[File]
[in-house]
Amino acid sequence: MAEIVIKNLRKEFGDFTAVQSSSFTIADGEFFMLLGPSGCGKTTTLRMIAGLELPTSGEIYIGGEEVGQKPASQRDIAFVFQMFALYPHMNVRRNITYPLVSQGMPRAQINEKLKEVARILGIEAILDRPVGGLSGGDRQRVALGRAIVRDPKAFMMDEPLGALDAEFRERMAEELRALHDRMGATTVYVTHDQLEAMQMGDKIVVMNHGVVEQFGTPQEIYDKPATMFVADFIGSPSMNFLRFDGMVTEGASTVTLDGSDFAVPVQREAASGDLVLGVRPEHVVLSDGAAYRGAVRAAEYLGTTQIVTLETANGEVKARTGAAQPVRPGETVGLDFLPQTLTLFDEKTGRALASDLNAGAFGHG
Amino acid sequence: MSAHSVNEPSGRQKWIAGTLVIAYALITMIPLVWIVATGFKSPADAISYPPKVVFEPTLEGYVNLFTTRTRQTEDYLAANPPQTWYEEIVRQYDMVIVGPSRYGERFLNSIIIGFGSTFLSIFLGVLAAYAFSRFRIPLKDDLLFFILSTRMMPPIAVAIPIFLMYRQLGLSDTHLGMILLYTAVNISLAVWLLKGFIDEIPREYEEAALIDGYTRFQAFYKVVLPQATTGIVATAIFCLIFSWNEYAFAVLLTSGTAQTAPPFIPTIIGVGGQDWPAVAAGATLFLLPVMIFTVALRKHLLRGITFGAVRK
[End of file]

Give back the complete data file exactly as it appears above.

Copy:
[in-house]
Amino acid sequence: MAEIVIKNLRKEFGDFTAVQSSSFTIADGEFFMLLGPSGCGKTTTLRMIAGLELPTSGEIYIGGEEVGQKPASQRDIAFVFQMFALYPHMNVRRNITYPLVSQGMPRAQINEKLKEVARILGIEAILDRPVGGLSGGDRQRVALGRAIVRDPKAFMMDEPLGALDAEFRERMAEELRALHDRMGATTVYVTHDQLEAMQMGDKIVVMNHGVVEQFGTPQEIYDKPATMFVADFIGSPSMNFLRFDGMVTEGASTVTLDGSDFAVPVQREAASGDLVLGVRPEHVVLSDGAAYRGAVRAAEYLGTTQIVTLETANGEVKARTGAAQPVRPGETVGLDFLPQTLTLFDEKTGRALASDLNAGAFGHG
Amino acid sequence: MSAHSVNEPSGRQKWIAGTLVIAYALITMIPLVWIVATGFKSPADAISYPPKVVFEPTLEGYVNLFTTRTRQTEDYLAANPPQTWYEEIVRQYDMVIVGPSRYGERFLNSIIIGFGSTFLSIFLGVLAAYAFSRFRIPLKDDLLFFILSTRMMPPIAVAIPIFLMYRQLGLSDTHLGMILLYTAVNISLAVWLLKGFIDEIPREYEEAALIDGYTRFQAFYKVVLPQATTGIVATAIFCLIFSWNEYAFAVLLTSGTAQTAPPFIPTIIGVGGQDWPAVAAGATLFLLPVMIFTVALRKHLLRGITFGAVRK